>Again, my apologies for the strange formatting. Word Press may be getting another user, as I’m just about done with Blogger. Today, my grandmother was transferred to a hospice house. She’s been in the hospital since February 13th, and to be honest, I’ve kept thinking that she was going to pull out of this. All this time, I thought that she would get better. It might take a while, months probably, but she would eventually be well enough to go home. On Friday, her defibulator was turned off. Today, her doctors discontinued her medications. Bit by bit, day by day, I’m seeing that, barring a miracle, she will not get better. Not in the way I’ve meant it. She’s only 79. I say “only” because there’s a story she tells that says that my brother and I always said she’d live to be 100. That’s just over 20 years away. Her birthday is June 5th. When I talked her into going to the hospital on February 13th–when she fell for the second time in three days–I told her that I wasn’t ready for her to die yet. I just kept saying, “I’m not ready yet.” And I’m still not. It’s not that I’m afraid of where she’ll spend eternity. It’s because I’m selfish. I want her here, with me. She’s Gran. My spicy, unconventional grandmother. The regional favorite name “Maw-maw,” and the traditional “Grandmother” were probably too stuffy or matrionly for her. I remember seeing it only once, when I was in maybe the Sixth Grade, in a book. I don’t recall the title and I couldn’t really tell you much about the book, except bits of it, and one being that the guy’s grandmother, Gran, lived in Barbados. Then, this past year, I learned that a little boy in Abbie’s preschool class calls his great-grandmother Gran, the way Abbie does. I always wanted my kids to call my grandparents by the names I called them: Gran, Maw-maw, Paw-paw, and Nanny (my great-grandmother, who passed away when I was 15). I want my kids to know her the way I did, even though the Gran I knew as a child has turned into a much more fragile one who cannot travel, go for a drive, or go on marathon shopping sprees the way she did when I was a little girl. Blindness and illness have changed that. They know her, but I wish they had more time with her. We lost Paw-paw when Hannah was 2; she barely remembers him and both she & Abbie mostly know him through photos and stories. I didn’t think the same would be true for Gran. All I want to do is watch Shirley Temple movies with her, and sing the songs she sang to me when I was little. I’m not sure if that’s crazy or silly or what, but it really is all I want to do.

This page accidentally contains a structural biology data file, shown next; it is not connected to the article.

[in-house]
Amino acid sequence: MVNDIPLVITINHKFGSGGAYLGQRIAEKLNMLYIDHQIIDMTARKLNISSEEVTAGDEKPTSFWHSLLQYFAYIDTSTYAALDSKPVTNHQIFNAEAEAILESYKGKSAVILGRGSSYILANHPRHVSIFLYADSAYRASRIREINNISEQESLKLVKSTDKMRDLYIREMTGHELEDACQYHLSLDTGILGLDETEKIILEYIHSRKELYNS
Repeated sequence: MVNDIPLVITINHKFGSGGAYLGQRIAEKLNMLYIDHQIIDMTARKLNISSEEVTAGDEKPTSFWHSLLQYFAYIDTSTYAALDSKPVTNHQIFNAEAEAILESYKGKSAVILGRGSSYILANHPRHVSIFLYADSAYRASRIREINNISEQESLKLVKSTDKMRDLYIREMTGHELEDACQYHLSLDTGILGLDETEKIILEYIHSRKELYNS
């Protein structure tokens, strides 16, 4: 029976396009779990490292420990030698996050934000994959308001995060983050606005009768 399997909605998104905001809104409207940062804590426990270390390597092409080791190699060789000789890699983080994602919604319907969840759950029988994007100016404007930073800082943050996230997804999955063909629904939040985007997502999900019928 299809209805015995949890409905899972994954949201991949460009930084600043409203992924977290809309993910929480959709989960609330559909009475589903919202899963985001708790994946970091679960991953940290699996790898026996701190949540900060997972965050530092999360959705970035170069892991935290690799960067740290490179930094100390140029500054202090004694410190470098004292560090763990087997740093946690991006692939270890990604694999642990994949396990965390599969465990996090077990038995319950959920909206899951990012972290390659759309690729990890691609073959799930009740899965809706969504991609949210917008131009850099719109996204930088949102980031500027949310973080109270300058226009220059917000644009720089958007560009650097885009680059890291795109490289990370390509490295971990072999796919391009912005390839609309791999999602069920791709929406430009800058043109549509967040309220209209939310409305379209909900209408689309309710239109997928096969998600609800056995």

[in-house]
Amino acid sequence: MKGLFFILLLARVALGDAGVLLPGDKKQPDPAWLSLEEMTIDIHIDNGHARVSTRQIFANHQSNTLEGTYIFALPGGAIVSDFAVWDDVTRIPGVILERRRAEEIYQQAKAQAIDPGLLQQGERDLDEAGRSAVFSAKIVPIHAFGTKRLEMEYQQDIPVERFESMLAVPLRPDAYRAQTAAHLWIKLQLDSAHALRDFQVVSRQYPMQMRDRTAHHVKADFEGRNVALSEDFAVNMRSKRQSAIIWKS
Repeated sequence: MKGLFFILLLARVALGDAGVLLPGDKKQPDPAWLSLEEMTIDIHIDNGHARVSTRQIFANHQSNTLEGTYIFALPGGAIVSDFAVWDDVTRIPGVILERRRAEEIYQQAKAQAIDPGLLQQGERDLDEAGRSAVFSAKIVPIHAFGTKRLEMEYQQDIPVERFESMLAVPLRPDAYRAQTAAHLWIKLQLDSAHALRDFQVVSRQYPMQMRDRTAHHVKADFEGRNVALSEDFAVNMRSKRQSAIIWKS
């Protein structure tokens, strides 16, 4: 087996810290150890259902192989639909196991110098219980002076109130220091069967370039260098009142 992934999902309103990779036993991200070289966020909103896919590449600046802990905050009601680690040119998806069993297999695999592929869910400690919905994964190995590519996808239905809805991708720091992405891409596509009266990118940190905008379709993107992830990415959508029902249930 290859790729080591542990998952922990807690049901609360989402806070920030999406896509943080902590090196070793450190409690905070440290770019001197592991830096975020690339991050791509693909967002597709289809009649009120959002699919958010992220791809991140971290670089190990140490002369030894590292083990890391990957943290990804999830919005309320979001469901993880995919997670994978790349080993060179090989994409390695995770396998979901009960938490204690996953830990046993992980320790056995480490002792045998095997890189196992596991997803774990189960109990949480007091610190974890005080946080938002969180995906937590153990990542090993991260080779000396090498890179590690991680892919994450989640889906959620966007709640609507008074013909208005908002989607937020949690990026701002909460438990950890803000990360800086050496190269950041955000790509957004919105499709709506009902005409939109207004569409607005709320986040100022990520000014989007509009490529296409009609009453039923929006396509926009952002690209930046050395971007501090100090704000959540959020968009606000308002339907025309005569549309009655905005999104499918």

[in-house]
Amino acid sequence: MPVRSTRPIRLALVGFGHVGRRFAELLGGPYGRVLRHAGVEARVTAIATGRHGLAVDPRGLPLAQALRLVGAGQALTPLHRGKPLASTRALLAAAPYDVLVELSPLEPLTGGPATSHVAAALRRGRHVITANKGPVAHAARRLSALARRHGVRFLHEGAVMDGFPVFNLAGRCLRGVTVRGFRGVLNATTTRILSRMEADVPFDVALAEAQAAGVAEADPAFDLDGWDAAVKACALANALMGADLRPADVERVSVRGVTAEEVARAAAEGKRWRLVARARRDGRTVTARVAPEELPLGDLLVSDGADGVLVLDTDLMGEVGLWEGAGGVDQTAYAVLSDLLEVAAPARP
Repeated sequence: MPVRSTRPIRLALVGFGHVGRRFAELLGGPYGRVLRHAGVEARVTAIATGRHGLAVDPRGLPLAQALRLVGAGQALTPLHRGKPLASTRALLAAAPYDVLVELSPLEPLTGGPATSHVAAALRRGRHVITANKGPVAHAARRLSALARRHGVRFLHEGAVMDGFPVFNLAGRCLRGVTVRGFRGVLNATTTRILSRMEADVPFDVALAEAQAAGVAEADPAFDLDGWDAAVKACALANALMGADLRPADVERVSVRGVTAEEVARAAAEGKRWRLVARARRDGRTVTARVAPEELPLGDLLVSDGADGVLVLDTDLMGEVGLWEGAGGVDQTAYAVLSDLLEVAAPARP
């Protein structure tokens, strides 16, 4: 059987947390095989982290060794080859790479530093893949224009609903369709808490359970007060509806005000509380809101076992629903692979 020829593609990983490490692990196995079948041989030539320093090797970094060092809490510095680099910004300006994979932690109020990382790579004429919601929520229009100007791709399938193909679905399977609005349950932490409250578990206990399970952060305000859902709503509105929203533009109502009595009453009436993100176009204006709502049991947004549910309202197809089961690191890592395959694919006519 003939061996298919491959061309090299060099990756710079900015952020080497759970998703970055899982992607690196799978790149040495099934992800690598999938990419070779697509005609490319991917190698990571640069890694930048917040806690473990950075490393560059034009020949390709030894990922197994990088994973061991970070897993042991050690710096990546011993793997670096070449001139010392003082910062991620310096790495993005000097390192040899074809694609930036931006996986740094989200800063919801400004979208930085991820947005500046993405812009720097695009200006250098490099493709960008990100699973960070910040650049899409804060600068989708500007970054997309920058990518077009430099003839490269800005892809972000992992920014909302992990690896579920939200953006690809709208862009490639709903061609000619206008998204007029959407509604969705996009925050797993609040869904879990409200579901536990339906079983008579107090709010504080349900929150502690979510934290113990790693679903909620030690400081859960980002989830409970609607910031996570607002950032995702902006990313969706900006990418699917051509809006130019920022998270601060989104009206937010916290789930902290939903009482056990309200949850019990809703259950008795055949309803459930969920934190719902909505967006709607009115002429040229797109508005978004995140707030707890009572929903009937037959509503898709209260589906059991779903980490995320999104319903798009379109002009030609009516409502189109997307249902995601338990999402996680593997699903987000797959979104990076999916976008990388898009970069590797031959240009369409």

The strangest part of it is that I’ve decided I need a dress like the one Sandra Bullock wore in “Hope Floats” for her mother’s funeral. I don’t know why. I don’t look like Sandra Bullock. I’m way bigger than she. I have no idea why I have it in my head that I should have a black dress like this. And a similar hair style. Go figure. Now I know why Joan Didion appropriately named her novel, The Year of Magical Thinking. It’s a must read if you’ve ever experienced loss or grief. You may not agree with everything she wrote, but her take on how it takes a while for the brain and heart to really grasp that the person you love really is gone and won’t, for example, be coming back or need their shoes, is unlike anything I’ve ever read. I told Paul today that I don’t want to think about the funeral or services. I don’t want to think of Gran really dying. I don’t want to think about telling the girls, though I know we need to prepare them. Also in the weird/interesting/odd (whatever) category, I’ve always thought that Hannah looks like the little girl in “Hope Floats.” Especially now that she wears glasses. Anyway, movie stuff aside, I have to say, I’m surprised at how tired I am. It reminds me a bit of when I was pregnang (no, I’m not). My suspicion is that it’s part true fatigue (trying to be everything to everyone, all the time [wife, mother, housekeeper, nursery director, errand runner & vistor for Gran]) and part grief/despression. Tonight, I went to sleep around 5:30 and woke up around 9. It’s 3:07 AM, and I’m wide awake. I want off this roller coaster now, please.